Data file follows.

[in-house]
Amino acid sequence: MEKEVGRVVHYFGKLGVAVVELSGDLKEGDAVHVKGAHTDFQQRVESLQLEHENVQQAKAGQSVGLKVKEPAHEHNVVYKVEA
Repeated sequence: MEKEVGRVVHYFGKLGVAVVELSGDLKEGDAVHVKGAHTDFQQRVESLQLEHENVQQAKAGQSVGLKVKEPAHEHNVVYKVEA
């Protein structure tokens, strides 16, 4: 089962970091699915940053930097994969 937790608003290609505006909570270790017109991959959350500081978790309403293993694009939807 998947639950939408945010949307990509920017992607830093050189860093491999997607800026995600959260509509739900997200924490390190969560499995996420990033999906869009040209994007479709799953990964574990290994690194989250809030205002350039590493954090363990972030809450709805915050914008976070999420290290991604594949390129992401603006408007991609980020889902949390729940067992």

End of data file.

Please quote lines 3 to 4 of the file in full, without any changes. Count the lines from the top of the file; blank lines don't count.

Repeated sequence: MEKEVGRVVHYFGKLGVAVVELSGDLKEGDAVHVKGAHTDFQQRVESLQLEHENVQQAKAGQSVGLKVKEPAHEHNVVYKVEA
């Protein structure tokens, strides 16, 4: 089962970091699915940053930097994969 937790608003290609505006909570270790017109991959959350500081978790309403293993694009939807 998947639950939408945010949307990509920017992607830093050189860093491999997607800026995600959260509509739900997200924490390190969560499995996420990033999906869009040209994007479709799953990964574990290994690194989250809030205002350039590493954090363990972030809450709805915050914008976070999420290290991604594949390129992401603006408007991609980020889902949390729940067992």